There is a curious but equally mean tale that goes like this: A deal had been stuck between a Japanese company and an Indian company for exporting live crabs from India to Japan. Now when the first packages arrived the Japanese wrote to their Indian counterparts: “Many thanks for the great work you are doing. But, pray, tell us how you manage to export live crabs in open containers?”  “Simple,” wrote the Indian exporters in reply, “simple, indeed! Remember they are from India.  If one crab attempts to scramble up to the open end the other crab would pull it down! So none can escape!” Such is the lethal cut-throat level to which physical and material competition has come to be in this part of the world! Politics and spirituality are two sides of the same paper—tear one you tear the other. And competition is a matter of ego based on the stupid assumption that the physical self is of prime importance. The information-rich society that we have built around us is a huge market place where all values are simply prices, and all wealth is bound around avarice and greed of the advancing physical self that elbows itself around, pushing and pulling. All that we are informed or are interested in being informed is about how to promote ourselves. As Nietzsche derisively wrote: “All waters are impure where the rabble also drinks!”  And the rabble is the majority. The minority that is practically effaced is content to sleep the deep sleep of pretentious ignorance. After all, all life is a mind game, and once we have laid aside our humanness all that remains is our sordid petty self of ignorance and meanness. This is what Sankara terms Avidya. He distinguishes between Vidya (knowledge) and Avidya (Ignorance). This ignorance is not the binary opposite of knowledge, but both are complementaries, extending into one another. Avidya is nescience,absence of knowledge.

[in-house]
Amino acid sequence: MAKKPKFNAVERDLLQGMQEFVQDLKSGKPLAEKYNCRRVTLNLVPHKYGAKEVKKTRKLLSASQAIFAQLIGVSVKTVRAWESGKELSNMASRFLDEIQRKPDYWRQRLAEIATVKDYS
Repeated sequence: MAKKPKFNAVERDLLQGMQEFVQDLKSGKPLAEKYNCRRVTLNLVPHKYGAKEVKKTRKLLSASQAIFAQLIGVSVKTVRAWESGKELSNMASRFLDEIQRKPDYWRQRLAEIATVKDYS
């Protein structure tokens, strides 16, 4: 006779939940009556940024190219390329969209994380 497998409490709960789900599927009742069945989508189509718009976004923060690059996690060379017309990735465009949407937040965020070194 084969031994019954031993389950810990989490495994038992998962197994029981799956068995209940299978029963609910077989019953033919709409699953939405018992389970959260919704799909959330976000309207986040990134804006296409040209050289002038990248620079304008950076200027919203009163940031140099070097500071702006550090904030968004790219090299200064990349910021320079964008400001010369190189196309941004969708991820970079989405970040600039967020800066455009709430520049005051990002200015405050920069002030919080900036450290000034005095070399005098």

The modern day politician who sears  through the crowded streets with a pilot car making the way clear for him with horns blaring and arms waving through the open windows is of course so ignorant of what he or she is doing in this world of so called democracy. It is said that once while Sankaracharya was walking down the steps toward the Ganges in Benares he was confronted by a Chandala, a person of low birth walking up the steps leading a couple of hounds on a belt. The jagatguru’s alarmed disciples tried to wave him off the saint’s path but the man stood his ground and stared straight at the Saint. Sankara himself was a little taken aback at this audacity of a lower caste person and quizzically raised his brows.  The Chandala asked him: what are you waving off your path? Me or my body? Isnt my body made of the same annamaya and pranamaya as yours is? Is my spiritual self different and contaminated? 

Sankara found himself dumbfounded and stuck speechless. It dawned on him all of a sudden that his own advaitic teaching had a different dimension. How could he have been so ignorant and blind not to have perceived the sameness everywhere? The poet in him then composed a sloka with this profound meaning of oneness. Now the tale is not merely instructive and illustrative of the universality of the all pervading spirit but it also goes a long way to prove the uniqueness of the saint. It was indeed his humility that made him realize blatant truth hidden from his own eyes thus far. The Chandala was perhaps sent there or it was lord Siva himself, come to open his inward eye. The adavitin realized his avidya or ignorance within a split second. And that is spiritual revelation. Avidya is not absolute ignorance as we would perhaps understand it, but on the other hand it is not knowing the full implications of knowledge, a knowledge that transforms and remakes, a knowledge that leads itself on to wisdom. How far from this is our modern day politician who whisks past us in the crowded streets of the present. We are all Chandalas, perhaps. Well any way it is good to be the Chandala who is potential eye opener for some Sankara rather than being a fully ignorant political leader!

As Tiruvalluvar says: all beings are born alike; their actions make them different.